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Missile Crisis - Essay Example

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The action might have centred around Cuba, but the Missile Crisis was one which could have changed forever the shape and future of the world as we know it. It was the closest the world had ever come to an all-out nuclear war!
After World War II, the strained alliance between the US and the Soviet Union developed into a Cold War, which lasted until the break-up of the Soviet Union in 1991…
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Missile Crisis
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Download file to see previous pages But though major powers were not directly involved, they armed or funded surrogates, lessening direct impact on the populations of their own countries, but increasing conflict and tension between millions of civilians around the world.
One of the 'hot spots' in the Cold War was the Cuban Missile Crisis, when the then US President John F. Kennedy and the Soviet Premier Nikita Krushchev were practically eyeball to eyeball, each with a finger on the trigger. One wrong move and this would have escalated to a nuclear confrontation, and ccompletely changed the course of history.
For the Americans, the countdown began on Monday, October 15, 1962, when a U-2 reconnaissance aircraft revealed several Soviet nuclear missile installations in Cuba. They promptly swung into action and the subsequent 13 days has been recorded for posterity and popular consumption in a typical American good-guys-verses-the-bad-guys movie "Thirteen Days," where the good guys were, of course, the Americans.
Who knows when it began for the Russians Perhaps the insecurity of being on the defensive started after the atomic bombings of Hiroshima and Nagasaki, where the use of nuclear weapons is seen by some historians as a warning to the Soviet Union. According to Soviet Premier Nikita Khrushchev's memoirs, he conceived the idea of placing intermediate-range nuclear missiles in Cuba to counter an emerging lead of the United States in developing and deploying strategic missiles.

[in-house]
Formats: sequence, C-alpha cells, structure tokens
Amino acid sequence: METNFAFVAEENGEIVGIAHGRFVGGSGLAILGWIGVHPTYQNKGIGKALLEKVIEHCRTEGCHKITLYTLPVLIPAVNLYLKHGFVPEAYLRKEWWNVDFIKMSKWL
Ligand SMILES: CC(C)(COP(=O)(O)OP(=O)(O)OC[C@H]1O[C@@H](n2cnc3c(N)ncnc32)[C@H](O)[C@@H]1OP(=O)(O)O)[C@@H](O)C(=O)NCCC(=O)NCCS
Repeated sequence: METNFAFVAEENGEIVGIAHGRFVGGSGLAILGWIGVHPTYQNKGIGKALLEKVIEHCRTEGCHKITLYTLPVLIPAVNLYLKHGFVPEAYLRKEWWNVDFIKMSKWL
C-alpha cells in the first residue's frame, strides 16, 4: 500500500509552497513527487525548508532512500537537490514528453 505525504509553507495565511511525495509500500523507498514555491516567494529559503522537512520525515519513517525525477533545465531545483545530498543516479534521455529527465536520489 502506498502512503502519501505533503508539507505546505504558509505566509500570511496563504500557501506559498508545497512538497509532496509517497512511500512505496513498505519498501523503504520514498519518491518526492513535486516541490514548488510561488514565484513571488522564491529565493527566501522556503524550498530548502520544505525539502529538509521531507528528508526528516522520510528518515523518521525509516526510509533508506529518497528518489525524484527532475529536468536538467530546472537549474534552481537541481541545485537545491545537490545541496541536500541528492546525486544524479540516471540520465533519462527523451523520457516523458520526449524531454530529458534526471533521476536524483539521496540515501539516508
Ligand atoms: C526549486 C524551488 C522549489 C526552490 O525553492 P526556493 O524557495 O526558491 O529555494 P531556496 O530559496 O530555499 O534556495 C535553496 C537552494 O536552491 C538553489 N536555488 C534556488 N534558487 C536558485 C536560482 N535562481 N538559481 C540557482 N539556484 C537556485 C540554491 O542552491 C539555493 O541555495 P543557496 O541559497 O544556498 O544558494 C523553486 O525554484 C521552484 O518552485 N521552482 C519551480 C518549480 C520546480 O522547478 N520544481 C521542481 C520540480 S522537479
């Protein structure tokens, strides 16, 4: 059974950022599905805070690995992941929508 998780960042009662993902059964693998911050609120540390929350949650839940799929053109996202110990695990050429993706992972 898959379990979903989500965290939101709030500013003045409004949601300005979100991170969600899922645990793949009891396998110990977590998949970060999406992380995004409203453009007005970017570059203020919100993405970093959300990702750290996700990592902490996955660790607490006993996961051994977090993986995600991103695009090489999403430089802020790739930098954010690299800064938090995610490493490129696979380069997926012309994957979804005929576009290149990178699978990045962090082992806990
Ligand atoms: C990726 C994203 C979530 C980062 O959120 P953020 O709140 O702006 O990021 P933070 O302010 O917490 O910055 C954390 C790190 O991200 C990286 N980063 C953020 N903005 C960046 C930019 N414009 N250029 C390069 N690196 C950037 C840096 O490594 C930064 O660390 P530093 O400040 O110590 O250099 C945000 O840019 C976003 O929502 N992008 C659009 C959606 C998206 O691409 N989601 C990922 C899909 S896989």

At this point of time, MAD, or "mutually assured destruction" was a prominent feature of the nuclear arms race, supported in particular by the deployment of nuclear Intercontinental Ballistic Missiles (ICBMs). The idea was that the two super-powers would not attack each other because both sides had nuclear weapons to decimate each other, and worse, to make the entire planet uninhabitable. So, since launching an attack would be suicidal for either party, neither would attempt it. (Wikipedia)

For the Soviet Union, what brought things to a head was the presence of U.S. missile sites in Turkey, which directly threatened cities in the western sections of the Soviet Union, tilting the balance of terror in favour of the U.S.

As for the Cubans, ever since the Bay of Pigs Invasion in 1961, when the United States armed and funded Cuban exiles to overthrow Fidel Castro's government, the Cubans lived under the shadow of fear of more reprisals from the United States. It was to protect themselves from another such United States-sponsored invasion, that Fidel Castro gave the Soviet Union approval to build missile installations in Cuba.

The differences in their view-points are reflected in how they subsequently remember the incident. The Cubans know it as the October Crisis, just one of the many run-ins with the Americans. The Soviets refer to it as the Carribean Missile Crisis, where the Cubans are merely instrumental in yet another confrontation with the Americans in the Cold War, while the Americans call it the Cuban Missile Crisis.

However they saw it, the thirteen-day countdown (Timeline of the Cuban Missile Crisis, n.d.) was it was considered one of the tensest and most perilous moments in history. Starting with the American discovery of the SS-4 nuclear missiles in Cuba, when President Kennedy immediately convened his Executive Committee to consider America's options, which ranged from doing ...Download file to see next pagesRead More
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